California Expands Substance Abuse Treatment For Low-Income Residents
California is overhauling its substance abuse treatment system for low-income people, embarking on a massive experiment to create a smoother path for addicts from detox through recovery.
The state is the first to receive federal permission to revamp drug and alcohol treatment for beneficiaries of Medicaid, known as Medi-Cal in California. Through what's known as a drug waiver, state officials will have new spending flexibility as they try to help people get sober and reduce social and financial costs of people with substance abuse disorders.
Under the waiver, the state plans to expand treatment services, including inpatient care, case management, recovery services and added medication. Beginning next year, drug treatment centers will be able to get reimbursed for providing this much wider range of options to people on Medi-Cal.
Only a small fraction of low-income Californians with substance abuse disorders receive treatment, largely because of restrictions on what Medicaid will pay for.
"This was a long time coming," said Keith Lewis, executive director of Horizon Services, which provides treatment in San Mateo, Santa Clara and Alameda counties. "It's a win/win for people with substance use issues and their families ... and for the people providing those services."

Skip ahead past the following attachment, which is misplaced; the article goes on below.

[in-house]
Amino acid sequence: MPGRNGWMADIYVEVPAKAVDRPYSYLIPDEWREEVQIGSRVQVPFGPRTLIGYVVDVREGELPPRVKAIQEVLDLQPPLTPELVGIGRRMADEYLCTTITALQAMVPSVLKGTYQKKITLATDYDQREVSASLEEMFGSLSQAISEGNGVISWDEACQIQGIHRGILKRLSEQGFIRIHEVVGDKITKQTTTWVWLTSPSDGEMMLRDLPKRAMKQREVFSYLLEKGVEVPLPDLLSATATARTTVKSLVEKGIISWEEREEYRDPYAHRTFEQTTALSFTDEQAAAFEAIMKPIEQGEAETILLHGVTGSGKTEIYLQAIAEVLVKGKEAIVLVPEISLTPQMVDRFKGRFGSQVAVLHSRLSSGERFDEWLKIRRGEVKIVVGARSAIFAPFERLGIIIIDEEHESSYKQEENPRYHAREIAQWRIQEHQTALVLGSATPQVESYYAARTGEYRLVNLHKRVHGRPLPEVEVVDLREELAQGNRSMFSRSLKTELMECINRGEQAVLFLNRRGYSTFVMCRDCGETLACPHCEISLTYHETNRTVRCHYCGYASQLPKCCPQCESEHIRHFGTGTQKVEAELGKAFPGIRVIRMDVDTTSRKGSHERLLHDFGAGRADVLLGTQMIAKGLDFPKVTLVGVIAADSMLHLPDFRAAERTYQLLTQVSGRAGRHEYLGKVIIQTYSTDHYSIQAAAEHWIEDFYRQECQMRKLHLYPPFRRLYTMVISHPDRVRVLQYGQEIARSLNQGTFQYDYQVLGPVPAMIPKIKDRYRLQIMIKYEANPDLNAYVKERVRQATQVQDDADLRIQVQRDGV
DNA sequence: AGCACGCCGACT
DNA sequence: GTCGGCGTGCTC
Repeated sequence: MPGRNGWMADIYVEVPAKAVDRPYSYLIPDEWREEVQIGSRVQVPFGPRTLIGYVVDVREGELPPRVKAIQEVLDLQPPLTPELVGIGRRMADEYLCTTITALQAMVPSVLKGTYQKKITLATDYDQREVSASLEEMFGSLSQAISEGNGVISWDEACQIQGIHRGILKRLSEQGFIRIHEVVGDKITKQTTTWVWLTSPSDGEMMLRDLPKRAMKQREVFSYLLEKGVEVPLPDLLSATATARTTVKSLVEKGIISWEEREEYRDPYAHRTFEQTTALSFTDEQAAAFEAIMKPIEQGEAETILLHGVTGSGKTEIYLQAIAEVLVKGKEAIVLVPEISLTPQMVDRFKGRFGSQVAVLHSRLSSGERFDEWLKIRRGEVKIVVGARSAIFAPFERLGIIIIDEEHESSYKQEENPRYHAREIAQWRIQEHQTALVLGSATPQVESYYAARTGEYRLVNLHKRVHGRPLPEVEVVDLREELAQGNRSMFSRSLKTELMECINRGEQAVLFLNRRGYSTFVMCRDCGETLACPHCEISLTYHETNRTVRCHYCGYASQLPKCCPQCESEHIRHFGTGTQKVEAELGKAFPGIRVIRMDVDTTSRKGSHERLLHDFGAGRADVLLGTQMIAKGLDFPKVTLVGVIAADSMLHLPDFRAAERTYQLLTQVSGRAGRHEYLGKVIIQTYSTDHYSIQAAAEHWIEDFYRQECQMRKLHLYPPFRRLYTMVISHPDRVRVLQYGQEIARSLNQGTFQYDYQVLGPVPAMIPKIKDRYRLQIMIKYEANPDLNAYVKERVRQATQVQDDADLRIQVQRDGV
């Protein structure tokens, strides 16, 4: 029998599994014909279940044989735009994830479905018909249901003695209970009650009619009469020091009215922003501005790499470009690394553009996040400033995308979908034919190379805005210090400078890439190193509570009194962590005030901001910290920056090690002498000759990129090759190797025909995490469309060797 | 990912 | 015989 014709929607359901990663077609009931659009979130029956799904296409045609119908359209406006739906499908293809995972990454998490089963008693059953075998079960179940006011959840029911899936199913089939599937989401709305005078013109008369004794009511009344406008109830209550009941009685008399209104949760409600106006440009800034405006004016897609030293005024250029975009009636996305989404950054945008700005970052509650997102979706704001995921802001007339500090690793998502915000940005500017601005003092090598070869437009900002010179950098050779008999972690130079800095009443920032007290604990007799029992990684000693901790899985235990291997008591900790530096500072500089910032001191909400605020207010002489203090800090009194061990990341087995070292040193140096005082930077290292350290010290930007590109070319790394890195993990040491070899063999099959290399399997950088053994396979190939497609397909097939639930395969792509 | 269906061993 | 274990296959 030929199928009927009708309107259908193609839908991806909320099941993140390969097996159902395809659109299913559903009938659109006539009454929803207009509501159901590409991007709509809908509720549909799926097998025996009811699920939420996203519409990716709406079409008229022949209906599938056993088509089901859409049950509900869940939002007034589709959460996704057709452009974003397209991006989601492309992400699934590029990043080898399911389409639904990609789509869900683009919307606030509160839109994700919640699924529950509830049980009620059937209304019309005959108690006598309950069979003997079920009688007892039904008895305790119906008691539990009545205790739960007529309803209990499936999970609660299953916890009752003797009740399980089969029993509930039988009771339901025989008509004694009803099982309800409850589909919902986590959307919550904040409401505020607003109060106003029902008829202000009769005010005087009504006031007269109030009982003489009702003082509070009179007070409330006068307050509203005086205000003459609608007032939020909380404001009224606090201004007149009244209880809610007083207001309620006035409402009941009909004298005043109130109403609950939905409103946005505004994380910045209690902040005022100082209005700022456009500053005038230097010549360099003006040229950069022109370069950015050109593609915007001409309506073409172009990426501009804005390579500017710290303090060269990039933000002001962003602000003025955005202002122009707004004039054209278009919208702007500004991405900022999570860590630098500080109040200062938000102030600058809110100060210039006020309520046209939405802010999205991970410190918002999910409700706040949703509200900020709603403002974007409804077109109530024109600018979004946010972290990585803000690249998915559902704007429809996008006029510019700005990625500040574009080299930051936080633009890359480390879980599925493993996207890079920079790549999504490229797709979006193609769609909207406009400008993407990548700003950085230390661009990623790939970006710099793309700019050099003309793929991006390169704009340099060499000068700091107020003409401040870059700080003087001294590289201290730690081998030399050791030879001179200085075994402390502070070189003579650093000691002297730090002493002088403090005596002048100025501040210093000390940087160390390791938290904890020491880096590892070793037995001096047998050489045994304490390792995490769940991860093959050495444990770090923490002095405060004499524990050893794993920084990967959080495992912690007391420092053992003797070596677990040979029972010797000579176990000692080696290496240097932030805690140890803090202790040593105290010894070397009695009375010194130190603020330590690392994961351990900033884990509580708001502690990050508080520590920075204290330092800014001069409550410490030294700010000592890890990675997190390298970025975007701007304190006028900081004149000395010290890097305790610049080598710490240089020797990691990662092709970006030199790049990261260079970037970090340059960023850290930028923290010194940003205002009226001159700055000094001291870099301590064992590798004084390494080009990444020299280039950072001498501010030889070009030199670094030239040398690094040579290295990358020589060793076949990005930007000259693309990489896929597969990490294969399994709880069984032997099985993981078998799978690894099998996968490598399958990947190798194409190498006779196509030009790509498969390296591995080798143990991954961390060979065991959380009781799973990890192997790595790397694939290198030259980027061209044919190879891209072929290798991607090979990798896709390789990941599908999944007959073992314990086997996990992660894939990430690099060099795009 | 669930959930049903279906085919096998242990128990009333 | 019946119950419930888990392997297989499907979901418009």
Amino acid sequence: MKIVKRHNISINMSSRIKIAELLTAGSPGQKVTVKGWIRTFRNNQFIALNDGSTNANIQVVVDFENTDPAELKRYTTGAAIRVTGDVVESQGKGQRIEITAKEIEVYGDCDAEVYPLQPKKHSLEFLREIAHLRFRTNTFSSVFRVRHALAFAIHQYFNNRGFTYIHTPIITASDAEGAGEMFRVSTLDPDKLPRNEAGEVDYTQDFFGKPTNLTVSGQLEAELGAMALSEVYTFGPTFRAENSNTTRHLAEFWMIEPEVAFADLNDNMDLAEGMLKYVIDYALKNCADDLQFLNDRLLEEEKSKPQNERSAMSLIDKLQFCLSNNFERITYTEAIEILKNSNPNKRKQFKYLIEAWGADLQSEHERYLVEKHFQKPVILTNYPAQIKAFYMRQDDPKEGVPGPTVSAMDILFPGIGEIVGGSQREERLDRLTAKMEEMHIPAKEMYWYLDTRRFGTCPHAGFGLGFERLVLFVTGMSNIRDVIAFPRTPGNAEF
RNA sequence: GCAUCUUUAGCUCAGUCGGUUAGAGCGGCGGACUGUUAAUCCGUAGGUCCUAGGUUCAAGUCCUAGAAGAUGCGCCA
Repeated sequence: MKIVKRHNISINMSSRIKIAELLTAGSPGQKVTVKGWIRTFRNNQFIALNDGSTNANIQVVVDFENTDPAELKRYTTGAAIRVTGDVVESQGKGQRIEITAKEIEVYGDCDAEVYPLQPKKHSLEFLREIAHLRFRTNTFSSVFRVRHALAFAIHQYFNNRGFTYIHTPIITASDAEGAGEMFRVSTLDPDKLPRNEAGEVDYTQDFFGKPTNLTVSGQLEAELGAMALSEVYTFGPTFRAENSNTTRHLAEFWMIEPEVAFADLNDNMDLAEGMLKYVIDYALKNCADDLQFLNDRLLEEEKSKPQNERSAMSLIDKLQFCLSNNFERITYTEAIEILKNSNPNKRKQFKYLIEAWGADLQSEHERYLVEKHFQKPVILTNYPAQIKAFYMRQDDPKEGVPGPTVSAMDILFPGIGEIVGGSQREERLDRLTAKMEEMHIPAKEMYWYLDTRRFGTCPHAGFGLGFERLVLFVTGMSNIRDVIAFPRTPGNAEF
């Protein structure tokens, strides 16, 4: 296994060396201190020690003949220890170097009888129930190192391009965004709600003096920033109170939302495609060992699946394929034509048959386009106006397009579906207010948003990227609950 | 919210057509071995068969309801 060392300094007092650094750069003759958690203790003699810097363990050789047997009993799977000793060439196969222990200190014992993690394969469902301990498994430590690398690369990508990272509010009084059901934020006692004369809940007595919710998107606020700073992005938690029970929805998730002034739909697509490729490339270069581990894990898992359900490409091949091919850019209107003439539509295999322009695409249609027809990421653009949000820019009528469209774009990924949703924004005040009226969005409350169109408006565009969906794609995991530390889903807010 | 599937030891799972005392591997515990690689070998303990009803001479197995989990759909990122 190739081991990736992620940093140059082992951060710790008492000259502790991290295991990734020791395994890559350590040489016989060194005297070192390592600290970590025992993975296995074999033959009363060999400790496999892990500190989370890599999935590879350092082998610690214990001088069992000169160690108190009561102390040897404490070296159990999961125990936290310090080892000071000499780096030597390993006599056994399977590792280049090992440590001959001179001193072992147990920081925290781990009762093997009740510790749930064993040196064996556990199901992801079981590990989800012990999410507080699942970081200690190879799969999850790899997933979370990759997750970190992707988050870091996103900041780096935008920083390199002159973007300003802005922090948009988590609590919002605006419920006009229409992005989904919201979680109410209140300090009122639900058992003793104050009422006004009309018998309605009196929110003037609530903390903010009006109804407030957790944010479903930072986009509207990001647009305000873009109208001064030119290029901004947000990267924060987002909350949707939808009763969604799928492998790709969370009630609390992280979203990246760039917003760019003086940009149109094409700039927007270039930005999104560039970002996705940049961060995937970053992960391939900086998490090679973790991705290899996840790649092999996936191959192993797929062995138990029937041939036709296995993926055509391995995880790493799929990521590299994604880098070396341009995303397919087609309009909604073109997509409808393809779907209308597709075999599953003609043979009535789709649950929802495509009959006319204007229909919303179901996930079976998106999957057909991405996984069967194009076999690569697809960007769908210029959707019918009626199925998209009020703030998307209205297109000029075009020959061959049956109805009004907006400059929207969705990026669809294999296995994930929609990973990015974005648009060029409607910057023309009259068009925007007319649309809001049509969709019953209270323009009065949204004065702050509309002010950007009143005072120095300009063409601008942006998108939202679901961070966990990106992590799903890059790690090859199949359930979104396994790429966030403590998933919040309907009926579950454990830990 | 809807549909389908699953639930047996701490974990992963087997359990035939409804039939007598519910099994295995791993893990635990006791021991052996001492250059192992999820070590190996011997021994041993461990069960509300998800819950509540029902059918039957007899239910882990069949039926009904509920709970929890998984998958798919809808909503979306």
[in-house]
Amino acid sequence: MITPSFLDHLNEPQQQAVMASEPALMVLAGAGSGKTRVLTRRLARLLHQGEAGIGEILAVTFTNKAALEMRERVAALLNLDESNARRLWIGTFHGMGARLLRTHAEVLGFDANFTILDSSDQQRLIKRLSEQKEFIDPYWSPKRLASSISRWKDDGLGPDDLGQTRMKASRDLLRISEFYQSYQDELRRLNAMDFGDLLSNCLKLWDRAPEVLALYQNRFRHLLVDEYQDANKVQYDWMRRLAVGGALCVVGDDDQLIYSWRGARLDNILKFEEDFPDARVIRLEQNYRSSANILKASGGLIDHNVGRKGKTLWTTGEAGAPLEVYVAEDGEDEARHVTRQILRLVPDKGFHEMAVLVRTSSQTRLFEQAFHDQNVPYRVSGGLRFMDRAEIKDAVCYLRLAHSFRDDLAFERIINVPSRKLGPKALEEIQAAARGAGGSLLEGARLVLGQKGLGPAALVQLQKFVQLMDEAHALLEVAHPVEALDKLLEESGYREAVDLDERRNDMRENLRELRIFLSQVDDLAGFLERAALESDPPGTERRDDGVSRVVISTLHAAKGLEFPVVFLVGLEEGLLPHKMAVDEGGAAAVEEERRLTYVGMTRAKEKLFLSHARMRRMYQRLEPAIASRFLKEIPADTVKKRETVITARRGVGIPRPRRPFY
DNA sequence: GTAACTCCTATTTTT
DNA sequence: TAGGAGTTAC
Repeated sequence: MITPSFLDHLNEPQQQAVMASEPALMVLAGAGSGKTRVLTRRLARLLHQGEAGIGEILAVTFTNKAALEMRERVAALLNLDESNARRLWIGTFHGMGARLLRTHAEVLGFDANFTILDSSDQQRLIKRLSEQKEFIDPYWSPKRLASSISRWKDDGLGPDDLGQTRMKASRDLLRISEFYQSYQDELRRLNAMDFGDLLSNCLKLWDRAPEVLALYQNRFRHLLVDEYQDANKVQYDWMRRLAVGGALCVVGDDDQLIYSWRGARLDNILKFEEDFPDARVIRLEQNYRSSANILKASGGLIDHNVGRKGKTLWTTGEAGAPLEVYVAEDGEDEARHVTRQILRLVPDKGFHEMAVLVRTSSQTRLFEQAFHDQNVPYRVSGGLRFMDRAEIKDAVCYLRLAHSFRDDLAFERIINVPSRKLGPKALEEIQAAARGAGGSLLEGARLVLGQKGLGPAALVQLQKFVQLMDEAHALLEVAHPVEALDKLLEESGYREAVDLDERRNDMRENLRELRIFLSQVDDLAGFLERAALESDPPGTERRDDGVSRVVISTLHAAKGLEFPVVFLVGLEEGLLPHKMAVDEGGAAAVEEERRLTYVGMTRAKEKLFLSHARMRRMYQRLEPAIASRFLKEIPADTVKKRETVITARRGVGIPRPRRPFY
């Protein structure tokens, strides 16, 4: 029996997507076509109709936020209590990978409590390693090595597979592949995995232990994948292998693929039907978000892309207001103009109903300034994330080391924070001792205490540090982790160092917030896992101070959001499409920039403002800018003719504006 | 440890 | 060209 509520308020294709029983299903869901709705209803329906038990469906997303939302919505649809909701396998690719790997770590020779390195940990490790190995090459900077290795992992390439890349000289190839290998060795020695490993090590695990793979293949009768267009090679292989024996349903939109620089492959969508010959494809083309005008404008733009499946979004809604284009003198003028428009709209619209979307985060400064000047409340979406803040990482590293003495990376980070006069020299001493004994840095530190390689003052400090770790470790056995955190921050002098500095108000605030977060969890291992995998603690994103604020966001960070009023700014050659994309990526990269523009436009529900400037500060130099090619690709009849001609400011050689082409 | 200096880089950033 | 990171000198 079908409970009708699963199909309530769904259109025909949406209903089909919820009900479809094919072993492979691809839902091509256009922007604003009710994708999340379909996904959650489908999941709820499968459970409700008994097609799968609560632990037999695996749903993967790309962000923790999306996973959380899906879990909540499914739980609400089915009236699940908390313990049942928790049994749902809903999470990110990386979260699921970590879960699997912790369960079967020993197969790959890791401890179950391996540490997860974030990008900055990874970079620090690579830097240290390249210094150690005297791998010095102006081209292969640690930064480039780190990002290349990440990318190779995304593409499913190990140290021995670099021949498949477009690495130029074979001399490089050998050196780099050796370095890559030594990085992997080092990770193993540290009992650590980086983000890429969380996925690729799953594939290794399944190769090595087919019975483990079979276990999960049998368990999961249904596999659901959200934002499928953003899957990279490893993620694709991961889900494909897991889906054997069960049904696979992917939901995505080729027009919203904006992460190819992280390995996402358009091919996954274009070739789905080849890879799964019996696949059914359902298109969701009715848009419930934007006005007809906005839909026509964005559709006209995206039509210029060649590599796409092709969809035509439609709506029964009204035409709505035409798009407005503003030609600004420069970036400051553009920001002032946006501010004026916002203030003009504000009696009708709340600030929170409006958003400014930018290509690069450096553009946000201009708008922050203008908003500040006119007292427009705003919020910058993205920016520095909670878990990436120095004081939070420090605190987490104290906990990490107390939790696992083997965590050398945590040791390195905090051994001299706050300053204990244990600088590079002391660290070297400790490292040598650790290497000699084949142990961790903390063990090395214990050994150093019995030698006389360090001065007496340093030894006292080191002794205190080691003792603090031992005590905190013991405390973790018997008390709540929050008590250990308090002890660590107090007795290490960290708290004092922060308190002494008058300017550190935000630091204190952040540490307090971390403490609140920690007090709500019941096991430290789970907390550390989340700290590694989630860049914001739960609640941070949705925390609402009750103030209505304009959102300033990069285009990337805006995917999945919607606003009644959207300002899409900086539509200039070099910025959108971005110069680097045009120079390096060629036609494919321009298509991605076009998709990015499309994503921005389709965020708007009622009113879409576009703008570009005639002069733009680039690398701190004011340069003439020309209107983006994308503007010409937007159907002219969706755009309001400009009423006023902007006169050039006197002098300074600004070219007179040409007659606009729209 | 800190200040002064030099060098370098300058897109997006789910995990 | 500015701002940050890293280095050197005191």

The changes, which will be phased in starting next year, stem in part from the Affordable Care Act, which required that substance abuse treatment be covered for people newly insured through Medicaid or insurance exchanges. The health law allowed states to expand Medicaid to cover millions more people.
Drug rehabilitation providers say the changes will give addicts a better chance at getting — and staying — clean. But they fear the state won't raise the traditionally low Medi-Cal reimbursement rates for treatment, making it harder to provide services and produce the outcomes California is hoping for.
Lewis, of Horizon Services, said that under the waiver he expects drug treatment services to be higher quality and the workforce better trained. But he said that "Medi-Cal rates, which have always been too low, have to go up."
California's Medi-Cal drug treatment program currently costs about $180 million annually, paid through a combination of state and federal funds. There aren't any estimates for costs under the new approach. But the idea is that the changes will help health care expenses overall by enabling more people to get sober and healthier so they stop rotating through treatment centers, jails and hospitals.
Nearly 14 percent of Medicaid recipients are believed to have a substance abuse disorder, according to the National Survey on Drug Use and Health.